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About Corn Planting 'Go-time' for the Midwest

It's officially go-time -- or awfully close to it -- for planters in the Corn Belt. Farmers report getting the wheels turning throughout the region, and a warm, mostly dry weather forecast for much of the Midwest through the weekend makes solid corn-planting strides a likelihood...if that forecast holds out.

Farmers have been busy applying fertilizer around central Illinois, and that's got many ready to start planting in the next few days, says Dave Mowers, agronomist with Agricultural Information management in Toulon, Illinois. There has been some planting underway already in points south of him, but Mowers says the soils in his area are just now about ready for the planters to run, for a couple of reasons. First, moisture's still in slightly short supply, and the moisture that has fallen hasn't done all it needs to in order to get the soil primed and ready for the planter. Recent moisture's fallen as drizzle or extremely light rain, meaning it hasn't facilitated soil percolation that's necessary this time of year to avoid compaction from becoming an issue later on in the growing season.

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How are your spring Fertilizer applications going?

Farmers report a lot of delays not just to spring planting, but also preperatory fieldwork, namely fertilizer applications. "If it stopped raining now, it would take at least a week just to get started on the dry fertilizer and the limited tillage I do," one farmer says. What's your situation?

"We did not have a good rain to get the water channels open so we'd get better drainage. The soil's just been like chewing gum. It's had to dry from the top down, and that's a slow process, especially after the winter we had. The surface is loosened up, but down below it's cold and clammy. Those are the worst kinds of soil conditions you're going to have when it comes to sidewall compaction," Mowers says. "We actually still need a good half inch to inch of rain to settle the ground. It's got to be an active rain, not a mist hanging in the air. Once it does that, the ground will warm up and it'll drain better. Those percolation channels have not been opened in a lot of areas."

The soil's for the most part still in that "almost ready" stage in northern Iowa, too. Chris Weydert farms near Bode, Iowa, and says though he's eager to get into the field, he's still holding out for things to warm up and dry out.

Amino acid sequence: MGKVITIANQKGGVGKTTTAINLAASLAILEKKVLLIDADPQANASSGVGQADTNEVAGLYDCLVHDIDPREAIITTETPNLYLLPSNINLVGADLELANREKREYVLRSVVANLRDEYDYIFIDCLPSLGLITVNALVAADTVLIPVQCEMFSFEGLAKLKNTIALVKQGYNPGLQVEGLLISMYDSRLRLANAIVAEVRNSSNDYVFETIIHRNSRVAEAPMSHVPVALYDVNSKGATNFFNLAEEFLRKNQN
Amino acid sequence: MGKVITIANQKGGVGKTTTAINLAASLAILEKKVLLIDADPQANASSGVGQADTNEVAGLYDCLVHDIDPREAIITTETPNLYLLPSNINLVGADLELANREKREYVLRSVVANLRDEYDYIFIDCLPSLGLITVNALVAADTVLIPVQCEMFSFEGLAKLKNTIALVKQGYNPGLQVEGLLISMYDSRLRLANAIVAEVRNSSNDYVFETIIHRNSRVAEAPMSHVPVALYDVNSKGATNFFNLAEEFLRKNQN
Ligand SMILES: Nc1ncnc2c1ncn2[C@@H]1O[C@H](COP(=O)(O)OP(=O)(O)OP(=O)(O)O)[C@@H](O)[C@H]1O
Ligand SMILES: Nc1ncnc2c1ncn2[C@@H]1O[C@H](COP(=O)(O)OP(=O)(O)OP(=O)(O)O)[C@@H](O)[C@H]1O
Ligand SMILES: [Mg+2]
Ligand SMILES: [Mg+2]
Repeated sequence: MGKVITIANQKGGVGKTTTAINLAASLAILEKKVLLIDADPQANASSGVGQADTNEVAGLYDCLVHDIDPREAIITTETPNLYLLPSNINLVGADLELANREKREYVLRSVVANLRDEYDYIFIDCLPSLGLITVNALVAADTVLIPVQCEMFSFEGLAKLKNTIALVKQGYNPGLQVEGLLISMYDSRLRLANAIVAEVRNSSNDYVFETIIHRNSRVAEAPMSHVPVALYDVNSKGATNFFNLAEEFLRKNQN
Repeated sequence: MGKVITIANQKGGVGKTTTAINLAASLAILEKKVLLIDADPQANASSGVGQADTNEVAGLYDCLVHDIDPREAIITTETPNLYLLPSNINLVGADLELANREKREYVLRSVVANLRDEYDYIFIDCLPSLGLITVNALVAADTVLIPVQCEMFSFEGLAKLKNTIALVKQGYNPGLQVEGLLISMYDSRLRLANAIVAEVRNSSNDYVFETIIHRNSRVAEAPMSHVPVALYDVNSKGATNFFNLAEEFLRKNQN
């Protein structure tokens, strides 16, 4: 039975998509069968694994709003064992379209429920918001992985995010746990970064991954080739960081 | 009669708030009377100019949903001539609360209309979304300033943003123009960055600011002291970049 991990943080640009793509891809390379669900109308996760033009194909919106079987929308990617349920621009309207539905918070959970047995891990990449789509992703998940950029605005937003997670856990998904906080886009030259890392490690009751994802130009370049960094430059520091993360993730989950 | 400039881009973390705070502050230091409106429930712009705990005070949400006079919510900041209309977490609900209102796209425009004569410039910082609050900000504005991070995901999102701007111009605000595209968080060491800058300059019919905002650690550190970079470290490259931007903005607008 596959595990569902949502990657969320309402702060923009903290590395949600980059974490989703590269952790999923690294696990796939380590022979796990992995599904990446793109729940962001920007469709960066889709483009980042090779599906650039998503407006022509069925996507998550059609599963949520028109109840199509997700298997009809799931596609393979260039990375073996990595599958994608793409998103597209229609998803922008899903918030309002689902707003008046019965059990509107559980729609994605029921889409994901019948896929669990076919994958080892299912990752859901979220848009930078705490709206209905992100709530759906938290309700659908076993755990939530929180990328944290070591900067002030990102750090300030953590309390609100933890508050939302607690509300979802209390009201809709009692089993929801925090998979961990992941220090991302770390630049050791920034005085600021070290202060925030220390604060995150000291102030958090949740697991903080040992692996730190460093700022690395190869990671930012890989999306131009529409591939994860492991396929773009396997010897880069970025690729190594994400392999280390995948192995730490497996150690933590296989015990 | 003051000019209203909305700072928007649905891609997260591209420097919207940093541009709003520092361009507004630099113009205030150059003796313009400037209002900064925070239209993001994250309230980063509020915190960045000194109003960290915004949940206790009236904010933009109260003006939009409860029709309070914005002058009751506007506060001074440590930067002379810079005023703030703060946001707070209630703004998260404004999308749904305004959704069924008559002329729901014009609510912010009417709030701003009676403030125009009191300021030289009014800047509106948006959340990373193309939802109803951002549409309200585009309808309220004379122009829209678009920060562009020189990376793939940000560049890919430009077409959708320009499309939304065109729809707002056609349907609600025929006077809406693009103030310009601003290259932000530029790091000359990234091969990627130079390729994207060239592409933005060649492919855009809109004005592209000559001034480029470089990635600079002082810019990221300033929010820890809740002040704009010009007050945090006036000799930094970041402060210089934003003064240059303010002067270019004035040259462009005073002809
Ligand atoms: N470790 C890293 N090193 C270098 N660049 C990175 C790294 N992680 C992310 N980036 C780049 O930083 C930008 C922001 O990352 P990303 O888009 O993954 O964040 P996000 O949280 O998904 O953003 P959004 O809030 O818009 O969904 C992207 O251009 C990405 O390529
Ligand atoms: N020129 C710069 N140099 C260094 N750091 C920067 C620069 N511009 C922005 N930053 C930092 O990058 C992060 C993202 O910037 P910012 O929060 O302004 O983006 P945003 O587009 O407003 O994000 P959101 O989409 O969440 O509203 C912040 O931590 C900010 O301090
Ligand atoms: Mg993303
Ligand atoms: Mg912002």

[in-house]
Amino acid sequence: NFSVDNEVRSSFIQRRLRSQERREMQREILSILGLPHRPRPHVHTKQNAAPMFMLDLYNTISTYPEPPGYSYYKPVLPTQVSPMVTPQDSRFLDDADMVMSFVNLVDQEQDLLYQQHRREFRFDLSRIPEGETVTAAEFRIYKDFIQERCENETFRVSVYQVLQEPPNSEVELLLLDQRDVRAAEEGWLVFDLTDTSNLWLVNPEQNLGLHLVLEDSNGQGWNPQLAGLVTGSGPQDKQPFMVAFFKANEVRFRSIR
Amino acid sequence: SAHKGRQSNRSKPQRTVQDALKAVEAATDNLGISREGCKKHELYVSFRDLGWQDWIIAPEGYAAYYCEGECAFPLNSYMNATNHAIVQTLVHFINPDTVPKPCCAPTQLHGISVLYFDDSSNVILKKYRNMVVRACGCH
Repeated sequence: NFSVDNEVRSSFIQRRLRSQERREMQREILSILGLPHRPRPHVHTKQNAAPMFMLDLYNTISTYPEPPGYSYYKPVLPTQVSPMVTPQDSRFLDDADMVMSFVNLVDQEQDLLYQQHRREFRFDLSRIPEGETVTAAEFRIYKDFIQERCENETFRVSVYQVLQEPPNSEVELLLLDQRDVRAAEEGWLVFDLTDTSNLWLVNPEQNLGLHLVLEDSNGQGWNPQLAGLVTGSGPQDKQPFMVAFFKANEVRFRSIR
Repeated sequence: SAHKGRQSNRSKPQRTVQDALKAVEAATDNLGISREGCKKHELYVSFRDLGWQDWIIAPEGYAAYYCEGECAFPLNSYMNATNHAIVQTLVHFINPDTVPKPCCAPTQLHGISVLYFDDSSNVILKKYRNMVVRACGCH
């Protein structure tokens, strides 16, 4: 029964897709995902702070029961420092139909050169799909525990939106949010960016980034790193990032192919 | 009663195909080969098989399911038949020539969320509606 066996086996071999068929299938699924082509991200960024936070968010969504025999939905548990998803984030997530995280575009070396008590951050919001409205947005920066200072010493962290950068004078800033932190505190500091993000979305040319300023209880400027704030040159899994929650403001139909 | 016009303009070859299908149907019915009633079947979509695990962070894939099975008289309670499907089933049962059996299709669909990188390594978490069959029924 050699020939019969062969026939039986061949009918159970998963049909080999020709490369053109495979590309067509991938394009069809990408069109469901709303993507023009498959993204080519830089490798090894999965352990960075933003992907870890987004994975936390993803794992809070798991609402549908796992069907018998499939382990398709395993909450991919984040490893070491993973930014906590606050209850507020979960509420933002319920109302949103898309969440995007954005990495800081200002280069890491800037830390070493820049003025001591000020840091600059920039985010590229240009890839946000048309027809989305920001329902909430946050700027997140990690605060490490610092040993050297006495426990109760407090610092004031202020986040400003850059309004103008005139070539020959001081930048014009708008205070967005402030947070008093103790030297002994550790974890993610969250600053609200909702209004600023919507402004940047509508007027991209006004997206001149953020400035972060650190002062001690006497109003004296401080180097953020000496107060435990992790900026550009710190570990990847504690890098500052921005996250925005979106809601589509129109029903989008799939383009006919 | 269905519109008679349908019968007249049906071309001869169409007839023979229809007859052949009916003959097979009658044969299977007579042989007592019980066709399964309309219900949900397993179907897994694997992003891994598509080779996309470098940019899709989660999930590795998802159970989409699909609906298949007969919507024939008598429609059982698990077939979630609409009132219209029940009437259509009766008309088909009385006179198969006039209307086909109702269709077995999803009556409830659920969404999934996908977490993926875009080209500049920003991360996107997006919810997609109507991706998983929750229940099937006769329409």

"We are ready, but the fields are not. A couple of the regulars are hitting it on the sandy ground," he says. "The forecast is not looking too conducive to productivity."

The optimal planting window for corn is just starting to open, according to recent reports, and though some farmers are not worrying about that window just yet, there's reason to believe it could be a stretch for farmers at least in a large swatch of the Corn Belt to hit that window just right, Mowers says.

"Last weekend, I was in Omaha, and I drove across Iowa on Saturday and Sunday, and in 550 miles of total driving, I saw 4 planters the whole time," he says. "What I'm hearing is it is slower start than I expected."

Though progress has been slow to this point, that doesn't mean it's going to remain that way; Kelley Kokemiller farms in Story County, Iowa, and he says since April 13, he's been running hard and "both field conditions and weather are excellent." With that being the case, corn planting could see a major advancement in next Monday's USDA Crop Progress report. But, considering the timing of next week's report and the relatively early stages of planting right now, it's far from time to change any acreage decisions yet, Mowers adds.

"We're hearing these little rumors that credit limits are being put on growers. That may cause some late shift-over (from corn to soybeans). I don't think it's going to be a real high number of acres. Will be more in the Delta if anywhere. I don't think there's going to be that kind of switch-over," he says. "We're talking credit limits where they won't have enough money for inputs for corn, and they'll switch to beans. Most of the growers from last fall had indicated just with some of the growth limitations they've got, almost anybody with heavy corn percentage-wise, almost unanimously are putting more beans in this year. But, I don't see a huge shift in acreage. Soil conditions are too good.

"They will lean toward corn because it's the revenue crop. Some people are looking at it on the cost of production," Mowers adds. "You cannot save yourself into prosperity."


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